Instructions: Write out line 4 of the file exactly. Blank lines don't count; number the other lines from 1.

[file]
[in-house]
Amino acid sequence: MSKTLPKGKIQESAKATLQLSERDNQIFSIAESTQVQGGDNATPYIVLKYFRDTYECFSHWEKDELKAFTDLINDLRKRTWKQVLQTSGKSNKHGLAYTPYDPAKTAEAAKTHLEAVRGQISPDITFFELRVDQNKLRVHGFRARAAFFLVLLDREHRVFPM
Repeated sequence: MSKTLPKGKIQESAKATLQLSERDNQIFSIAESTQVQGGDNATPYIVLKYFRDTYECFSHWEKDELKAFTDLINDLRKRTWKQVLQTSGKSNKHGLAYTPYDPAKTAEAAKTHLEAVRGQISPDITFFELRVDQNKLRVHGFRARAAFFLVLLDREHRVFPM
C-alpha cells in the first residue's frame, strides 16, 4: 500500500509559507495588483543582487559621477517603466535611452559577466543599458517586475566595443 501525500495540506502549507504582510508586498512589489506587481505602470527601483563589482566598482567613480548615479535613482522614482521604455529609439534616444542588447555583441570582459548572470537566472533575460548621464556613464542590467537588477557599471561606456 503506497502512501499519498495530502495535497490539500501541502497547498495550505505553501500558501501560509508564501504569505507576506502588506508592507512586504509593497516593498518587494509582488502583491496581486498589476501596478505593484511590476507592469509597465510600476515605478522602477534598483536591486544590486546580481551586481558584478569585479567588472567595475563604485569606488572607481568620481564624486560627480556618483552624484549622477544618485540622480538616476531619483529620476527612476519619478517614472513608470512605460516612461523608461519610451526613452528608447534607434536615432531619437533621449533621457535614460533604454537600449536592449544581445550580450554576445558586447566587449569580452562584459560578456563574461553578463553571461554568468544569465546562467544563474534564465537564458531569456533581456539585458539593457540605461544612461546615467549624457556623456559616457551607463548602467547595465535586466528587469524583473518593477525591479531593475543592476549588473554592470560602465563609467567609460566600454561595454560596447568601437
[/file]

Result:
C-alpha cells in the first residue's frame, strides 16, 4: 500500500509559507495588483543582487559621477517603466535611452559577466543599458517586475566595443 501525500495540506502549507504582510508586498512589489506587481505602470527601483563589482566598482567613480548615479535613482522614482521604455529609439534616444542588447555583441570582459548572470537566472533575460548621464556613464542590467537588477557599471561606456 503506497502512501499519498495530502495535497490539500501541502497547498495550505505553501500558501501560509508564501504569505507576506502588506508592507512586504509593497516593498518587494509582488502583491496581486498589476501596478505593484511590476507592469509597465510600476515605478522602477534598483536591486544590486546580481551586481558584478569585479567588472567595475563604485569606488572607481568620481564624486560627480556618483552624484549622477544618485540622480538616476531619483529620476527612476519619478517614472513608470512605460516612461523608461519610451526613452528608447534607434536615432531619437533621449533621457535614460533604454537600449536592449544581445550580450554576445558586447566587449569580452562584459560578456563574461553578463553571461554568468544569465546562467544563474534564465537564458531569456533581456539585458539593457540605461544612461546615467549624457556623456559616457551607463548602467547595465535586466528587469524583473518593477525591479531593475543592476549588473554592470560602465563609467567609460566600454561595454560596447568601437